Positive Parenting

We all know about being positive – the opposite of being negative. Easy isn’t it?

How about positive parenting – is it the opposite of negative parenting? Let’s look at that ….

Positive parenting aims to develop a stronger and healthier relationship between parents and children. The benefits continue well beyond childhood as we set our children on the path to grow into happy, respectful, responsible and resilient adults.

To be positive is to be upbeat, hopeful, sure, respectful, to display honesty, trust and love – while parenting is the process of raising a child, providing love, care, security and so much more to the best of our ability.

You may be thinking ….I’m doing ok, I’m a good parent, why do I need this?

Our bundles of joy do not come with manuals so with our first borns (and following children for some of us) our “L “plates are on from Day 1, and for each subsequent day till we wave our grown up bundles of joy off on their adult adventures….  

To parent positively is to develop a mutually respectful, strong and deeply caring relationship where your child feels loved and secure. With those two feelings of love and security you have the basis for a positive relationship that starts with babies and extends through pre-school years to primary and high school. As imperfect humans we all have life experience, old habits, personality and characters that make us who we are. So it’s important to understand that positive parenting is not perfect parenting. Your child is as unique as your parenting style. 

The wise words of Confucius: I hear and I forget, I see and I remember, I do and I understand are never more important than when applied to positive parenting.  As parents, we are our children’s first teachers and role models.

To parent positively is to show our children that we accept them in good times and bad, to demonstrate patience and self-control to them, to be present in the moment so we can “catch “the good instances in action and support and acknowledge these. Whether our child is a 5 or a 15 year old, the way we respond requires positive, realistic and age- appropriate expectations.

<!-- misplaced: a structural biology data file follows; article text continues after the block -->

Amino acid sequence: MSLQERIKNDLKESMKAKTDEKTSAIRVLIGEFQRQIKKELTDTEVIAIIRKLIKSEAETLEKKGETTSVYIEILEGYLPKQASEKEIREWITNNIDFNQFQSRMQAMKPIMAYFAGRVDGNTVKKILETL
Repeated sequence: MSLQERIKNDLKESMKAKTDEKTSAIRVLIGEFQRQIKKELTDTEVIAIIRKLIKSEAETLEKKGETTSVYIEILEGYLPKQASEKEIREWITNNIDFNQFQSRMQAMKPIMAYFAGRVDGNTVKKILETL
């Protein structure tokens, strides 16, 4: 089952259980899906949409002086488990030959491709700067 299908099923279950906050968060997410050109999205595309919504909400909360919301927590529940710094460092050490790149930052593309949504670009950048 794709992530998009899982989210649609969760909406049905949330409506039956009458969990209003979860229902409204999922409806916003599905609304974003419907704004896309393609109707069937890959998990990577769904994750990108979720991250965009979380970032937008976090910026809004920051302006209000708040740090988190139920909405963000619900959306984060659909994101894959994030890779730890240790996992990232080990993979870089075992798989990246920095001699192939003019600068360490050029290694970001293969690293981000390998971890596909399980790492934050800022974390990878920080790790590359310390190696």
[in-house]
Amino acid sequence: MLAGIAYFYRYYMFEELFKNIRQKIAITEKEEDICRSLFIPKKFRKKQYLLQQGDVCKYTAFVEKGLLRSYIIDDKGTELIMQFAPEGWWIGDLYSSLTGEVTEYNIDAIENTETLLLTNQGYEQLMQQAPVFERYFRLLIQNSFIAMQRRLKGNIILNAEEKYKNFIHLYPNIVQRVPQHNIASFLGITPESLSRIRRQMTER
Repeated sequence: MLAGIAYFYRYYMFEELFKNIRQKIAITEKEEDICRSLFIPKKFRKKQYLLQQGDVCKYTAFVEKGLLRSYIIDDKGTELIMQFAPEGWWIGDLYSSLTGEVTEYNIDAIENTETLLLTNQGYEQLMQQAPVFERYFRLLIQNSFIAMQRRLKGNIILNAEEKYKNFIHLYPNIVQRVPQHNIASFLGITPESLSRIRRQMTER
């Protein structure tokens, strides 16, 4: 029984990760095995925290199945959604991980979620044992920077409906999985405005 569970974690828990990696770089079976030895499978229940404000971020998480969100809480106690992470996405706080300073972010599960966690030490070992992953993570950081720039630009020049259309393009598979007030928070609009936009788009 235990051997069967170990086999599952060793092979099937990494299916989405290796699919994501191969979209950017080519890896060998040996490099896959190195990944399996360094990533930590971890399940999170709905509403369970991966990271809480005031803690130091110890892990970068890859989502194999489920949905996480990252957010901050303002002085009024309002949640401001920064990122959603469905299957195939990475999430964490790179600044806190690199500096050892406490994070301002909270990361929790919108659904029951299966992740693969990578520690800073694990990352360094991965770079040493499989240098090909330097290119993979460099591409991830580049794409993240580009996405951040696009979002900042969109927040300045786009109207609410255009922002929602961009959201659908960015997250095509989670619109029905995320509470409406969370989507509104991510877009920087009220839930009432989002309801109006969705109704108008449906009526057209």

With all the distractions of daily life let alone the intrusion of social media, this is no easy task.

I like this article below from the Huffington post – it has some practical tips. The point about eye contact resonates with me for the reasons stated – to stop, to look, to connect, to give your full attention…

Ten ways to be a more positive and present parent


You may be aware that there are many parenting help sites and courses with often conflicting advice for parents.

The Triple P Parenting programs were developed in Australia for Australian families. You may be interested in reading about their courses.



The Raising Children website also has references to positive parenting:


Parents, your child and your style of parenting is unique. What works for you doesn’t necessarily work for another family but positive parenting techniques are universal.

We have wonderful, imperfect children and young people. We need to stop and remember what a challenging and rewarding job it is to be a parent in 2021 – and to tell ourselves- positively – that we are doing a great job.


Mary Digges *

MDR Education

Early Childhood Consultant for Angsana Education. 

* Mary Digges is an early childhood teacher, lecturer, trainer, assessor and consultant in education and has long promoted bilingual and multilingual education. Mary has worked in Australia, Singapore and China.

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